If you are self-employed or a shareholder in a corporation, the business can set up a savings incentive match plan for employees (SIMPLE) that allows you (and your employees) to make elective deferrals (salary reduction contributions) to the plan. Such amounts are excluded from your income. As an employer, you must contribute a set amount for each plan participant; you deduct your employer contribution as a business expense.
Whether you are the owner of the business or merely a rank-and-file employee, you can make elective deferral contributions to the plan. Like 401(k) plans discussed earlier, the portion of your compensation that you treat as your elective deferral is not included in your income for the year.
There are only 2 key conditions for setting up a SIMPLE:
Whether you are the owner of the business or just an ordinary employee who is eligible to participate, you can agree to contribute a portion of your annual compensation to the SIMPLE. Your contribution, or elective deferral amount, is limited in 2011 to $11,500, or $14,000 if you are age 50 or older by the end of 2011. However, your contribution cannot exceed 100% of your compensation.
Example: In 2011, you are under age 50; you can contribute $11,500 whether your wages are $11,500, $30,000, or even $100,000. You can contribute up to 100% of your compensation, but no more than $11,500.
Required employer contribution. Like other retirement plans, you must meet certain nondiscrimination requirements; your plan cannot favor you as the owner and other highly paid employees. However, SIMPLEs don’t have any complicated nondiscrimination formulas. Instead, if you make the required employer contribution on behalf of each employee who is eligible to participate, your plan is viewed as nondiscriminatory.
You must adopt 1 of these 2 contribution formulas and make contributions accordingly:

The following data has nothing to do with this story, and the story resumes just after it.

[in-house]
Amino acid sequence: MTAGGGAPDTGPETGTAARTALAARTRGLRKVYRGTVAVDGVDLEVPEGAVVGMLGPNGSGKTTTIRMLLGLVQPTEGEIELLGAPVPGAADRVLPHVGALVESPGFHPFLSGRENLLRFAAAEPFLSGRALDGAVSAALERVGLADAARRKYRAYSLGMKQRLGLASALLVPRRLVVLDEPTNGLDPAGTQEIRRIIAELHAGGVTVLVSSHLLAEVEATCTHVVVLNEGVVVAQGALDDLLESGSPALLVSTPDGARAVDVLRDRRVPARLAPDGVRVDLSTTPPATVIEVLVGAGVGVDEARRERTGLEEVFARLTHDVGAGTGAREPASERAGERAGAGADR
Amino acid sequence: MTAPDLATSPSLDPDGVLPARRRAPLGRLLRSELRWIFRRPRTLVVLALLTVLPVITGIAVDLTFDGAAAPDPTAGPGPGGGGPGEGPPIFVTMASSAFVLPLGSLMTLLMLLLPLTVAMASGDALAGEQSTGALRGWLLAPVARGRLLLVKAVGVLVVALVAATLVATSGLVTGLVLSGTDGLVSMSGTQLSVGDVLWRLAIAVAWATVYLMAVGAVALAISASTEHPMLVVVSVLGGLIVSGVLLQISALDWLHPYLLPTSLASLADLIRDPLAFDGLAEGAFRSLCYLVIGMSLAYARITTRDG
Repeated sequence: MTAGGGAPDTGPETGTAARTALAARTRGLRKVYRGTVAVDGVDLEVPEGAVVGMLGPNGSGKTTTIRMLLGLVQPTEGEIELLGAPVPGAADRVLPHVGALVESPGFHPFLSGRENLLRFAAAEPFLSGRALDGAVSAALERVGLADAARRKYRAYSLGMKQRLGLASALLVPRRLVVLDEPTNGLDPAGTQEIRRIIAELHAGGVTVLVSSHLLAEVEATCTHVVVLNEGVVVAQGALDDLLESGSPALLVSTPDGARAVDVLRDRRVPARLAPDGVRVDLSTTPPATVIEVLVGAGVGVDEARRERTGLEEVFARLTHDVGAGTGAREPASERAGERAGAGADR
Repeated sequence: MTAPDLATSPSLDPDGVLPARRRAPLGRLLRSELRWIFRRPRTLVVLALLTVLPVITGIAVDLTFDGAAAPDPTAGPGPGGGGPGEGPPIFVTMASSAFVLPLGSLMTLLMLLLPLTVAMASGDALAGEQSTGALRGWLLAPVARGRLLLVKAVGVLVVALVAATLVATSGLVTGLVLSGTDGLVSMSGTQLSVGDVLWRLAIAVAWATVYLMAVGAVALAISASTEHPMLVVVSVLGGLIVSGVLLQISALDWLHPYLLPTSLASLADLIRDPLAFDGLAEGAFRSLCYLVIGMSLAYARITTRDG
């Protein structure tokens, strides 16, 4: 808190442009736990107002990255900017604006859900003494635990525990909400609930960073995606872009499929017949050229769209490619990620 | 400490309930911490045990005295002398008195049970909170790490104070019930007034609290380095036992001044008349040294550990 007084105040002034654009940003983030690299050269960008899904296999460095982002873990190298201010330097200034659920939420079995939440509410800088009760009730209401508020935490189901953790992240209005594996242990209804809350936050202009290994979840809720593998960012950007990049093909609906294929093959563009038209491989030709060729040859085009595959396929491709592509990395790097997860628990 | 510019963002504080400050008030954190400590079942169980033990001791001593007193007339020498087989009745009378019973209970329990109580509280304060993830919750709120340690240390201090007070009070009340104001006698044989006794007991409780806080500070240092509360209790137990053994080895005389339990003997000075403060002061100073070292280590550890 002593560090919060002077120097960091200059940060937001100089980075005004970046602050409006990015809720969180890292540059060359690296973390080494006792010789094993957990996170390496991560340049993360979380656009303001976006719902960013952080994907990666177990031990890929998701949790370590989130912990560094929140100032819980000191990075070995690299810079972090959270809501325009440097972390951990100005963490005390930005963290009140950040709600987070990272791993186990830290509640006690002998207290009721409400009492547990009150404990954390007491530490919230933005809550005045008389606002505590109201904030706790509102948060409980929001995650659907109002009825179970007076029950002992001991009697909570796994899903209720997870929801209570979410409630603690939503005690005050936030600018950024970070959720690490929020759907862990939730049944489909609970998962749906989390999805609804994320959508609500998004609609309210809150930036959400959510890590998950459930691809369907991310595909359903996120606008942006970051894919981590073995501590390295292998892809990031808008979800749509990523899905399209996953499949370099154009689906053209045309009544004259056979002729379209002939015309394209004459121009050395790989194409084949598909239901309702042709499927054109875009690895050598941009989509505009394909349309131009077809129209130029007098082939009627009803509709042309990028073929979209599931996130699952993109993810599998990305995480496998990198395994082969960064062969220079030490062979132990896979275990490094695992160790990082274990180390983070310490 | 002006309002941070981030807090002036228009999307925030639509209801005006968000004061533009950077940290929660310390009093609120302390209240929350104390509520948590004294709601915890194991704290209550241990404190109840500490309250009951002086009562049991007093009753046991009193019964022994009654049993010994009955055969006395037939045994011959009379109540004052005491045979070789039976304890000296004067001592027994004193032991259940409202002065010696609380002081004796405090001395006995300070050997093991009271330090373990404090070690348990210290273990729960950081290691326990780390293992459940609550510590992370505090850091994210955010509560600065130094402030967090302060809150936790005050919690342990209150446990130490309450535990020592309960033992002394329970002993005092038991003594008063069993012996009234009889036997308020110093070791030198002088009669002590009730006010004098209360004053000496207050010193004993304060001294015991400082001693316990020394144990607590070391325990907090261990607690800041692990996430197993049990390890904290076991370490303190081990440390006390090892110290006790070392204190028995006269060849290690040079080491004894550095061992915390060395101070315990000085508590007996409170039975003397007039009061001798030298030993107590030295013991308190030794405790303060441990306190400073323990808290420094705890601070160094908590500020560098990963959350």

In an employer matching contribution arrangement, you match employee contributions on a dollar-for-dollar basis up to 3% of employee compensation. If an employee does not make an elective deferral, you do not have to contribute anything on behalf of the employee.
Example: Your employee makes an elective deferral contribution to the SIMPLE of $5,000. Her annual compensation is $40,000. You must contribute $1,200 on behalf of this employee (matching her contribution of $5,000 up to 3% of $40,000).
Example: You make an elective deferral of $11,500, the maximum permitted in 2011. Your compensation is $390,000. Your matching contribution in this case is $11,500 (matching your contribution of $11,500, which is smaller than 3% of $390,000, or $11,700).
If the formula requires nonelective contributions of 2% of compensation, these contributions must be made without regard to any employee elective deferrals. Thus, even if the employee makes no elective deferral, you must still contribute 2% on the employee’s behalf if the employee is eligible to participate in the SIMPLE. No more than $245,000 of compensation can be taken into account in figuring nonelective contributions.
Example: Your employee makes an elective deferral contribution to the SIMPLE of $5,000. Her annual compensation is $40,000. You must contribute $800 (2% of $40,000).
Example: You make an elective deferral of $11,500, the maximum permitted in 2011. Your compensation is $280,000. Your nonelective contribution in this case is $4,900 (2% of $245,000).
SIMPLEs may enable you to make the largest contribution possible (compared with self-employed retirement plans and SEPs) if your self-employment income is modest. SIMPLEs may also be the most cost-effective plan to use if you have employees. Discuss your retirement plan options with a benefits expert. If you have made contributions to a SIMPLE-IRA, you can convert it to a Roth IRA. But you must wait at least 2 years following the contribution to make the conversion or be subject to a 25% early distribution penalty if you are under age 59û .The basic limit ($11,500) and the limit for those age 50 and older will be adjusted annually for inflation.
Distributions from SIMPLE-IRAs before age 59û are subject to a higher early distribution penalty than the penalty imposed on traditional IRAs. Instead of the usual 10% early distribution penalty, you may be subject to a penalty of 25% for distributions within 2 years of SIMPLE-IRA participation if you are under age 59û.
The federal child tax credit of up to $1,000 per child under age 17 can only be claimed by those with income below set limits. States showing the biggest average tax savings for in 2008 because of the child tax credit, were Utah, Idaho, Wyoming, Alaska and Nebraska. States showing the lowest average tax savings from the child tax credit were D.C., Florida, New York, Massachusetts and New Jersey.
Source: Tax FoundationView all factoids